“That boat’s too primitive.”
I’d been at the Port Townsend Wooden Boat Festival for barely an hour when I overheard my neighbor make that comment about my boat. The man was sitting atop his 45-foot motor cruiser, Great Escape, looking down at the other dozen sail and oar boats lining the east end of the dock. Truth be told, he could have been referring to any of us.
He was an older gentleman, though doubtless not old enough to be Donald Holm, who in 1974 wrote Cruising the Northwest: A Practical Guide for the Pacific Coast Boater. I read it a few months ago, hoping to get a feel for the good old days in Puget Sound. The book turned out to be less a cruising guide than a crotchety memoir of the construction of Holm’s dream ship.
What really surprised me about Holm was his verdict on boats like my friends’ and mine: “I really do not have much empathy with those tortured souls who must go primitive for reasons of aesthetics or ego, and eschew the use of engines or electronic aids. As far as I am concerned, such people belong back in the eighteenth century and have no place in modern small-boat voyaging. Philosophically, when you start to go primitive, where do you draw the line?”
In the past, I’d experienced the Festival as a place where all boaters were welcomed on their own terms, respected for the effort they put into their craft and travels. With that in mind, I determined to befriend or, at the very least, gain the respect of Bob by the end of the weekend.
I started by introducing myself and asking him more questions than I wanted to know the answers to. Bob was polite, but reserved. Yes, he loved his cruiser. He supported his boating habit by working as a real estate broker. No, the cruiser had never had any major problems. Case closed. There was nothing more Bob cared to say.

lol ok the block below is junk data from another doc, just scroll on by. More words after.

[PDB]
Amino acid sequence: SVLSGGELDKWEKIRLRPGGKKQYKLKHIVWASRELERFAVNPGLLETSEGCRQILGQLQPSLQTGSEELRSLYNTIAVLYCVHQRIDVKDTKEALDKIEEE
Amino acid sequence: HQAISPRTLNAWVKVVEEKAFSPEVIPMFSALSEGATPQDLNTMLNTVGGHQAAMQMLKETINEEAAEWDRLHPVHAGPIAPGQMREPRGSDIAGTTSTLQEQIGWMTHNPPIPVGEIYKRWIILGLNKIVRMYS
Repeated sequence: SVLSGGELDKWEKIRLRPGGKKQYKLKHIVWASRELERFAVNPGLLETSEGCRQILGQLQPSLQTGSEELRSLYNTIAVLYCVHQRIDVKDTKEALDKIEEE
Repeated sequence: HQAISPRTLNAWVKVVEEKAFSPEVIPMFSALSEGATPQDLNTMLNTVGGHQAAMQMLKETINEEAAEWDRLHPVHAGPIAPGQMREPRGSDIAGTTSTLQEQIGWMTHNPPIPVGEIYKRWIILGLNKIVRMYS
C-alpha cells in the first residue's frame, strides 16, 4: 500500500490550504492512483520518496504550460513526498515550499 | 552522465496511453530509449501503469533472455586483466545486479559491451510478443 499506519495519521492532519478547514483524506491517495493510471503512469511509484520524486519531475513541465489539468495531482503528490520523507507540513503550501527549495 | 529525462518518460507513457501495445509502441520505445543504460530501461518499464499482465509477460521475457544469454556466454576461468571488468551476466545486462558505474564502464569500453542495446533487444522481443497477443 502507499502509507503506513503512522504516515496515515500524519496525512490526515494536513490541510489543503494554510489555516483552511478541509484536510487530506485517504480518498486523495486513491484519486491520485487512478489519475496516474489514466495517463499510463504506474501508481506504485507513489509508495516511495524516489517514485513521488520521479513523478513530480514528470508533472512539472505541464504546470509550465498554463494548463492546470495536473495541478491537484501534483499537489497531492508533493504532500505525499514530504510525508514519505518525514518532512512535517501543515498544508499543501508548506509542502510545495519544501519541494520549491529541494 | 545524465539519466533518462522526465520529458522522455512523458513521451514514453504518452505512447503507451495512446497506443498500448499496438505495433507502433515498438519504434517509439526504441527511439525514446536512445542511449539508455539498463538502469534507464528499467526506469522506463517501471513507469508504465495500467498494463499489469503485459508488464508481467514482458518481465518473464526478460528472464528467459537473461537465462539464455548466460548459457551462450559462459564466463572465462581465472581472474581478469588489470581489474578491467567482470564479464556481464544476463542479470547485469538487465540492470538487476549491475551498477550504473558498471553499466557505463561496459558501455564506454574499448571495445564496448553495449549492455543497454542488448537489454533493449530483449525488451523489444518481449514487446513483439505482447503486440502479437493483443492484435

The next morning he saw me striding down the dock and tentatively raised a questioning finger. I was tickled: Bob wanted to continue our conversation.
“Did you actually sleep on that thing last night?” he asked incredulously.
I bit my lip and nodded in the affirmative. That “thing” was my prized Row Bird, a seaworthy, fun boat that I treat as almost a living creature – much as he probably treats the Great Escape.
Conversation was getting me nowhere with Bob, so I tried to set an example of good seamanship instead. I kept my eighteen-foot craft as ship shape as possible; I stowed my gear thoughtfully in the fore and aft flotation tanks; I rolled my cockpit tent up diligently each morning and stowed my sleeping bag before leaving Row Bird. I even hid the ugly, but functional, bailing bucket behind my centerboard trunk. Still, Bob persisted in giving me the hairy eyeball.
As visitors came and went, more and more people crowded the dock that separated the big boats from the small. We were messy and lived in. There was sand wedged between the strakes of our hulls. Boots and well used charts littered our decks, and despite our best efforts to keep things neat, each morning it looked as though our boats had regurgitated all our gear. I was surprised – and maybe Bob was, too – but people seemed more fascinated by the open, honest style of the sail and oar crew than by the bigger boats nearby. Bob observed from a distance, although I couldn’t tell whether he was intrigued or dismissive.
By the third day, Bob hadn’t visibly warmed much, but when I asked him if he was able to charge my phone aboard his cruiser, he gladly obliged. Hours later, when he returned it, there was a twinkle in his eye. Bob’s electrical capability had momentarily put Great Escape in the lead for best boat. We both smiled.
“Bob,” I said, “both our boats are perfect for what we want to do.” This time he nodded in agreement. But in our hearts we each knew that ours was the best boat, no matter what.